Monday, November 20, 2017

Discovery, Season 1: Into the Forest I Go

Discovery, Season 1
"Into the Forest I Go"
Airdate: November 12, 2017
9 of 15 produced
9 of 15 aired


Discovery makes a stand at Pahvo for some reason. Tyler is brought back into contact with his former captor L'Rell for some reason. Captain Lorca strands the ship in a far-off place for some reason. Want to know the reasons? Tune back in during January, maybe.

In this image, the Klingons are not killing Burnham for some reason.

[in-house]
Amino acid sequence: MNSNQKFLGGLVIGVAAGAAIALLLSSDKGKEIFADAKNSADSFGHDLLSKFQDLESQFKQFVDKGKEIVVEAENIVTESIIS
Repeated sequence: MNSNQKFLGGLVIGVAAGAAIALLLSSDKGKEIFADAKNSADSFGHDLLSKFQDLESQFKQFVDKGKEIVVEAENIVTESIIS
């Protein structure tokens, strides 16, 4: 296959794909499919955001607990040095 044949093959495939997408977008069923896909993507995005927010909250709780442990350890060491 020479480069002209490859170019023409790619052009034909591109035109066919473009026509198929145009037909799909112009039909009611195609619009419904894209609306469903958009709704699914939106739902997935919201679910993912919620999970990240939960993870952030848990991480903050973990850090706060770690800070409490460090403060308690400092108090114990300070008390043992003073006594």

Matthew: I'll just say at the outset that I wasn't a huge fan of this episode, which sounds like it puts me in the minority. My explanation, such as it is, is that I feel like a lot of stupid, disjointed, almost incomprehensible stuff has to happen for this plot to progress, while the emotional aspects of the episode basically work. So let's start with the mechanics of Discovery versus the Barge of the Dead or whatever they're calling it. Discovery is ordered back to safety so that the Federation's "best minds" can regroup and maybe find an answer to this cloaking device advantage. But then the Discovery bridge crew figures it out in about ten onscreen seconds. And so they hatch a plan: we're going to circle around the Klingon ship while it is cloaked and take 133 readings which will somehow tech the tech in order to give us tech about the tech. Umm, isn't that a problem when you don't know where the ship is? And doesn't the plan depend entirely on the Klingons cloaking precisely when you need them to? Then, they have to beam people onto the ship in order to place the sensors that will allow this plan to take place. Don't worry, there will be an infinitesimal window as the ship decloaks in which we can do this. Well, I counted. It took thirty onscreen seconds from the point at which the ship began to decloak for Tyler and Burnham to initiate their transport. If their shields were down for thirty seconds, why wasn't the ship just a smoldering ruin? Come to think of it, if Discovery (or any ship) has a good enough idea during this jump operation where the ship is, couldn't they just fire torpedoes at it at any point while cloaked? How is the cloak an advantage at all if you know where the ship is? It's all just sloppy, lazy, and ultimately a nonsensical means of getting Tyler on the Klingon ship in order to meet up with L'Rell.